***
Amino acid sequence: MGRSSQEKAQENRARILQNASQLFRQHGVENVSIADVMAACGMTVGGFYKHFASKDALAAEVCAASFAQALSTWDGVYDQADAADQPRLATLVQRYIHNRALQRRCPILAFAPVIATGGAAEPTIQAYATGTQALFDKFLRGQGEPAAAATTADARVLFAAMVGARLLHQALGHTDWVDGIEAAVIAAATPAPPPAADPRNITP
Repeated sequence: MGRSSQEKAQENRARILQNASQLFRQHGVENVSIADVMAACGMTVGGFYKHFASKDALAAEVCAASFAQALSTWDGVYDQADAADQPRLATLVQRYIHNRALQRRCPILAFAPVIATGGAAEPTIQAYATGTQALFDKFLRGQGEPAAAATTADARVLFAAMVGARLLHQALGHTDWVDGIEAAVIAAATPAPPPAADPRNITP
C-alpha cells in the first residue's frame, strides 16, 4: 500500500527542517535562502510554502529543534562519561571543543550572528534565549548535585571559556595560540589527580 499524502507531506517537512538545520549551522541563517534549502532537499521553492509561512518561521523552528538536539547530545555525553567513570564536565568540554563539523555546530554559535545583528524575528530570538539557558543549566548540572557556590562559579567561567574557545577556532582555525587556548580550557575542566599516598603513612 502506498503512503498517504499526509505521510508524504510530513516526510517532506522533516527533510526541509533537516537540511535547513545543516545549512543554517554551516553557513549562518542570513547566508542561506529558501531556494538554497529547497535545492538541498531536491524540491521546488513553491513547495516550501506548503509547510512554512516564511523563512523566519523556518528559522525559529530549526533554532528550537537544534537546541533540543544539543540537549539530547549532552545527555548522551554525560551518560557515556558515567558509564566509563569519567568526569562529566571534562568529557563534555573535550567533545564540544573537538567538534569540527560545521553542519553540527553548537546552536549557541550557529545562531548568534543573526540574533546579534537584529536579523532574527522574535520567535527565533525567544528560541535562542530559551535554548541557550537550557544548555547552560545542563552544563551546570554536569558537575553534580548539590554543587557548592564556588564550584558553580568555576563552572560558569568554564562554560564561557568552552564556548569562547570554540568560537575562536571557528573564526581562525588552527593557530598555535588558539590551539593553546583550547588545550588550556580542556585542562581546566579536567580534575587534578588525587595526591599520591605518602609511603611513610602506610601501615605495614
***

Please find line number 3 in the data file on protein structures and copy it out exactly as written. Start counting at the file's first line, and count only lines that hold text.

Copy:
C-alpha cells in the first residue's frame, strides 16, 4: 500500500527542517535562502510554502529543534562519561571543543550572528534565549548535585571559556595560540589527580 499524502507531506517537512538545520549551522541563517534549502532537499521553492509561512518561521523552528538536539547530545555525553567513570564536565568540554563539523555546530554559535545583528524575528530570538539557558543549566548540572557556590562559579567561567574557545577556532582555525587556548580550557575542566599516598603513612 502506498503512503498517504499526509505521510508524504510530513516526510517532506522533516527533510526541509533537516537540511535547513545543516545549512543554517554551516553557513549562518542570513547566508542561506529558501531556494538554497529547497535545492538541498531536491524540491521546488513553491513547495516550501506548503509547510512554512516564511523563512523566519523556518528559522525559529530549526533554532528550537537544534537546541533540543544539543540537549539530547549532552545527555548522551554525560551518560557515556558515567558509564566509563569519567568526569562529566571534562568529557563534555573535550567533545564540544573537538567538534569540527560545521553542519553540527553548537546552536549557541550557529545562531548568534543573526540574533546579534537584529536579523532574527522574535520567535527565533525567544528560541535562542530559551535554548541557550537550557544548555547552560545542563552544563551546570554536569558537575553534580548539590554543587557548592564556588564550584558553580568555576563552572560558569568554564562554560564561557568552552564556548569562547570554540568560537575562536571557528573564526581562525588552527593557530598555535588558539590551539593553546583550547588545550588550556580542556585542562581546566579536567580534575587534578588525587595526591599520591605518602609511603611513610602506610601501615605495614